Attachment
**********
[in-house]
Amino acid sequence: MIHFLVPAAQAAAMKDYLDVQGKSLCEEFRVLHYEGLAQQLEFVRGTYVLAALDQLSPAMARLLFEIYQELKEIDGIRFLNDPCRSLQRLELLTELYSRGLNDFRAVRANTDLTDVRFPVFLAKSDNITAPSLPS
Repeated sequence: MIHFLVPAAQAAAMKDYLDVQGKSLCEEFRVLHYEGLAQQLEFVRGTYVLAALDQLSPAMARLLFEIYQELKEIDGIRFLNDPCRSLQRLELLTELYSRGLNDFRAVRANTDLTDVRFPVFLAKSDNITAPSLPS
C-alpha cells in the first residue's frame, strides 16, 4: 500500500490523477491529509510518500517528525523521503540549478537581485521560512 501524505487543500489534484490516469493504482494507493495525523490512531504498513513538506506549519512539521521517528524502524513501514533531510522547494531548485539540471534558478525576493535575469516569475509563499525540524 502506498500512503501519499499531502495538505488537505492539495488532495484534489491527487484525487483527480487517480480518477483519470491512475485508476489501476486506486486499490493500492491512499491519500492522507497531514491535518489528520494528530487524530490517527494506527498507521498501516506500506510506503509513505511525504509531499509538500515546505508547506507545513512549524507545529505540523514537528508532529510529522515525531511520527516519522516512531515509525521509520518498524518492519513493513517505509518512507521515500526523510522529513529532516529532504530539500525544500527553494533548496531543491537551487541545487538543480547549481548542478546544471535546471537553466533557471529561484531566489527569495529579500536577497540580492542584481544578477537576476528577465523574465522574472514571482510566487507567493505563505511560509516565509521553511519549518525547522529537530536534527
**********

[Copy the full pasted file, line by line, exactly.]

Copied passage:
[in-house]
Amino acid sequence: MIHFLVPAAQAAAMKDYLDVQGKSLCEEFRVLHYEGLAQQLEFVRGTYVLAALDQLSPAMARLLFEIYQELKEIDGIRFLNDPCRSLQRLELLTELYSRGLNDFRAVRANTDLTDVRFPVFLAKSDNITAPSLPS
Repeated sequence: MIHFLVPAAQAAAMKDYLDVQGKSLCEEFRVLHYEGLAQQLEFVRGTYVLAALDQLSPAMARLLFEIYQELKEIDGIRFLNDPCRSLQRLELLTELYSRGLNDFRAVRANTDLTDVRFPVFLAKSDNITAPSLPS
C-alpha cells in the first residue's frame, strides 16, 4: 500500500490523477491529509510518500517528525523521503540549478537581485521560512 501524505487543500489534484490516469493504482494507493495525523490512531504498513513538506506549519512539521521517528524502524513501514533531510522547494531548485539540471534558478525576493535575469516569475509563499525540524 502506498500512503501519499499531502495538505488537505492539495488532495484534489491527487484525487483527480487517480480518477483519470491512475485508476489501476486506486486499490493500492491512499491519500492522507497531514491535518489528520494528530487524530490517527494506527498507521498501516506500506510506503509513505511525504509531499509538500515546505508547506507545513512549524507545529505540523514537528508532529510529522515525531511520527516519522516512531515509525521509520518498524518492519513493513517505509518512507521515500526523510522529513529532516529532504530539500525544500527553494533548496531543491537551487541545487538543480547549481548542478546544471535546471537553466533557471529561484531566489527569495529579500536577497540580492542584481544578477537576476528577465523574465522574472514571482510566487507567493505563505511560509516565509521553511519549518525547522529537530536534527